Schroders & Associates Canada, the Canadian affiliate of U.K.-based Schroders PLC, rang in November with a first close on $110 million for its third buyout fund.
The firm began raising money for Fund III at the beginning of the year and expects to hold a final close when it reaches between $180 million and $200 million, or the month of March – whichever comes first, said Paul Echenberg, chief executive of Schroders Canada.
Limited partners that have committed to the fund include the Ontario Teachers Pension Plan Board, the Caisse de Depot et Placement du Quebec and NB Capital Partners Inc., as well as a number of European and U.S. institutions.
The fund has a general focus, but will look for companies that represent some type of niche, be it a market niche, a product niche or a geographic niche, as long as it has something that distinguishes it from its “brethren,” Echenberg said.
“We look at a lot of deals that are me too’ companies that are operating very well, but don’t have anything special about them, so we tend not to invest in them,” he added.
Schroders Canada raised its last fund in 1994, but set up shop in Canada in 1987. The investment strategy for the latest fund will mirror the strategy of Fund II, except the firm now plans to target slightly larger deals. Echenberg said Schroders Canada had begun to do this toward the end of Fund II.
The firm will invest between $10 million and $30 million in each transaction, focusing primarily on Canadian companies, although American companies might be considered. Schroders Canada might also co-invest in American deals with its U.S. affiliate and will likely make U.S.-based add-on acquisitions.
Out of Fund III, Schroders Canada has closed one deal and has inked another.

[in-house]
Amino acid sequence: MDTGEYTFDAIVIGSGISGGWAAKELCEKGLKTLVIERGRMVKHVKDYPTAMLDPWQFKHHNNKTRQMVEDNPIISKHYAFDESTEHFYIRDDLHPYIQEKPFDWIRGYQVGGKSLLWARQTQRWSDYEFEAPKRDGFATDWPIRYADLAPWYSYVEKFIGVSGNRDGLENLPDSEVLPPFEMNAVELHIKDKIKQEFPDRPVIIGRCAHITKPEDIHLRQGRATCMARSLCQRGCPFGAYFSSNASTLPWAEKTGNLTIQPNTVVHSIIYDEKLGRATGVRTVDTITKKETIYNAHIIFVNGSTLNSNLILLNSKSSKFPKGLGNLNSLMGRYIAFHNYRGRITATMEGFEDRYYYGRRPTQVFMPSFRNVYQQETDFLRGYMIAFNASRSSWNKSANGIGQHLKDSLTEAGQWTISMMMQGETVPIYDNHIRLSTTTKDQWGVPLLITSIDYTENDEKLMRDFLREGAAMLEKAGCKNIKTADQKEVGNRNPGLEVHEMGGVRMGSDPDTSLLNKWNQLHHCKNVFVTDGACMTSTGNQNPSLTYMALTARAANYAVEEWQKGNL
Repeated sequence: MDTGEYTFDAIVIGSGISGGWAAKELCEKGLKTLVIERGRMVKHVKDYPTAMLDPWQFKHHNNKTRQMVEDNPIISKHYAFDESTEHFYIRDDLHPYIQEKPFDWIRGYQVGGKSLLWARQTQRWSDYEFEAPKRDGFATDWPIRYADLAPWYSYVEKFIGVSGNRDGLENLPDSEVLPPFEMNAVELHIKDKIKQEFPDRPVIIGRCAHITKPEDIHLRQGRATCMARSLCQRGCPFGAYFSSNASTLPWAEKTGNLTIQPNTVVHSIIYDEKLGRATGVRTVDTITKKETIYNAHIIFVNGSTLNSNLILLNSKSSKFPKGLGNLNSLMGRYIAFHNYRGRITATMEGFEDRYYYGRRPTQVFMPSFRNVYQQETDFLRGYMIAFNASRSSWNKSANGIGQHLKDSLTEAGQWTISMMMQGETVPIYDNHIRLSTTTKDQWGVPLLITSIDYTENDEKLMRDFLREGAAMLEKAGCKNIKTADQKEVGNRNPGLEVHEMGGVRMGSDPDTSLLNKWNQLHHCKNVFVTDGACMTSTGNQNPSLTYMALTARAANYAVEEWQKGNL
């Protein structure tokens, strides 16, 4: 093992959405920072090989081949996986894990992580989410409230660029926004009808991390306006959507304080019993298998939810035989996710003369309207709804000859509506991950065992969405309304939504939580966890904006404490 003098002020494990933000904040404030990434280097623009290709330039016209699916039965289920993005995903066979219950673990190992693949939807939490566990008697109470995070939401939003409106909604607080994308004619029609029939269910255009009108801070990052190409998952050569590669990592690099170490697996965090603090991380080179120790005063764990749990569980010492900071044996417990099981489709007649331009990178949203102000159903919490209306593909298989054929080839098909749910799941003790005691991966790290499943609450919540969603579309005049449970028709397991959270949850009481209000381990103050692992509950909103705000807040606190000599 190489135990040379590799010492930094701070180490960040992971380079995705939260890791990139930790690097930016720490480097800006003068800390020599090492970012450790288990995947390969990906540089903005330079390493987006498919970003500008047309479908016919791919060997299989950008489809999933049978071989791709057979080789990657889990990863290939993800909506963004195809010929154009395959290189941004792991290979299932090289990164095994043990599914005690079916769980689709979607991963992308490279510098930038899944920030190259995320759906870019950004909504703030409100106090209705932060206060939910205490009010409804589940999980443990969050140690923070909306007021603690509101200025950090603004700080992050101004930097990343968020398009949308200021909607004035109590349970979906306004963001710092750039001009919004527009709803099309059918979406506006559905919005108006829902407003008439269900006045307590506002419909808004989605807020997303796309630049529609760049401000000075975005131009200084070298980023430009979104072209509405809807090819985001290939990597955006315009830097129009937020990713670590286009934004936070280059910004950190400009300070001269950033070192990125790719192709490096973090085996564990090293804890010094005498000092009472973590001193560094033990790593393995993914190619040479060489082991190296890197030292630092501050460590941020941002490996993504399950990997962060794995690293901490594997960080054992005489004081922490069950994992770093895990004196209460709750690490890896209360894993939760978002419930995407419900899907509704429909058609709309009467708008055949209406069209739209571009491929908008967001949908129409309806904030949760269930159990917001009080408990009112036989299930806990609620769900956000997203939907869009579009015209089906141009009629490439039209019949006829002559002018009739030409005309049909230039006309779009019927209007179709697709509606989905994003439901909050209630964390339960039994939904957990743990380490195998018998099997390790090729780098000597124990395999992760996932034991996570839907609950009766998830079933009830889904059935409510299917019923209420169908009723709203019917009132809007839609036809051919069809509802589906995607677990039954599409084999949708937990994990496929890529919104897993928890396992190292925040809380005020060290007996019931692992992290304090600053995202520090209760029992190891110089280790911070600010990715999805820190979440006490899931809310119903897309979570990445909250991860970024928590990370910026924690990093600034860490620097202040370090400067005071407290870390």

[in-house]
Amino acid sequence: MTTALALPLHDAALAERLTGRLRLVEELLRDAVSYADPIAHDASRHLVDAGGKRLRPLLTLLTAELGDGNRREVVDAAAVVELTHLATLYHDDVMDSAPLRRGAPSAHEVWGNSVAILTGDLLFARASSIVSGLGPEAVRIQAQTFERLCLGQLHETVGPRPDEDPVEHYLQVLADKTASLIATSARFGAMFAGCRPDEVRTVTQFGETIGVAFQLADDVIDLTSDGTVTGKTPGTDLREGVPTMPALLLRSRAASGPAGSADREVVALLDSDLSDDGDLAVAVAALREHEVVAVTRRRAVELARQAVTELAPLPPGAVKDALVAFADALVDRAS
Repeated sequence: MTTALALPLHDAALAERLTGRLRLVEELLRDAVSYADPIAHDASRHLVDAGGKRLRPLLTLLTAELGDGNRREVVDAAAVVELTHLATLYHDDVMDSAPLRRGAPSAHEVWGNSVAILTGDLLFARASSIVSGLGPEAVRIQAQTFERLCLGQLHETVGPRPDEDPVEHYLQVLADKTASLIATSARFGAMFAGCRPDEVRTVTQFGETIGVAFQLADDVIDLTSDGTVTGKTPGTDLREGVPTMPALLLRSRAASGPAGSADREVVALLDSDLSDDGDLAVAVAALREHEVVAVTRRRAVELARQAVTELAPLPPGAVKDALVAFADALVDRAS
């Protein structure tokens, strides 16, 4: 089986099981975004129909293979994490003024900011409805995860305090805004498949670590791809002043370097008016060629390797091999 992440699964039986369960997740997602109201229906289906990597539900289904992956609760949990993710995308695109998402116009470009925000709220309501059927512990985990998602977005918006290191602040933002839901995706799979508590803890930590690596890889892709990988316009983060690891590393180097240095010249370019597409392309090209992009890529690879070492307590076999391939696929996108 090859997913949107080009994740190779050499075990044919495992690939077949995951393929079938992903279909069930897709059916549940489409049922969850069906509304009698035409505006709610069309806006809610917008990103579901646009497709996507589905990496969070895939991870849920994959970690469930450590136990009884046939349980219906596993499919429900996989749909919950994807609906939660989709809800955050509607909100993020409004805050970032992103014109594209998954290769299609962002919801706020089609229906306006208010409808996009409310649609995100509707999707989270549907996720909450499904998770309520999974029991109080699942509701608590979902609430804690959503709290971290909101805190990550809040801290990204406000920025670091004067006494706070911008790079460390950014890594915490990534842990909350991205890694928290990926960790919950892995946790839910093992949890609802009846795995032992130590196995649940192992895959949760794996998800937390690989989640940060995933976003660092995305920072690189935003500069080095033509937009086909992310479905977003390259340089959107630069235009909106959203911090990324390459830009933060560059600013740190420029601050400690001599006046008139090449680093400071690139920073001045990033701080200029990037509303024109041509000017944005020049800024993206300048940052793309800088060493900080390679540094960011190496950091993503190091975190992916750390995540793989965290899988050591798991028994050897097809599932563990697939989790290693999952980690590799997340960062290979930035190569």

The firm committed an undisclosed amount in June to MatraPlast, which extrudes polycarbonate and polypropylene.
There are very few companies in North America that perform the exact same function as MatraPlast, giving it a strong market niche in a large area.
Separately, pending closure, Echenberg declined to provide detailed information on the signed deal, but said his firm has agreed to purchase a 51% stake in an auto parts company. Measuring on the high end of Schroders Canada’s investment scale, the firm enlisted a European co-investor as a partner. The deal is slated to close by the end of the month.
The company has a very strong technological niche, Echenberg said.
“They’re organized very uniquely in the fact that they are more vertically and horizontally integrated than the typical supplier and their competitors,” he added.
Echenberg called both of these deals “exactly representative” of the kinds and sizes of deals that are to be expected from Fund III.
Previous Schroders Canada deals include Richelieu Hardware, a national supplier of kitchen cabinet and decorative metal products, and Supremex, a printing products manufacturer.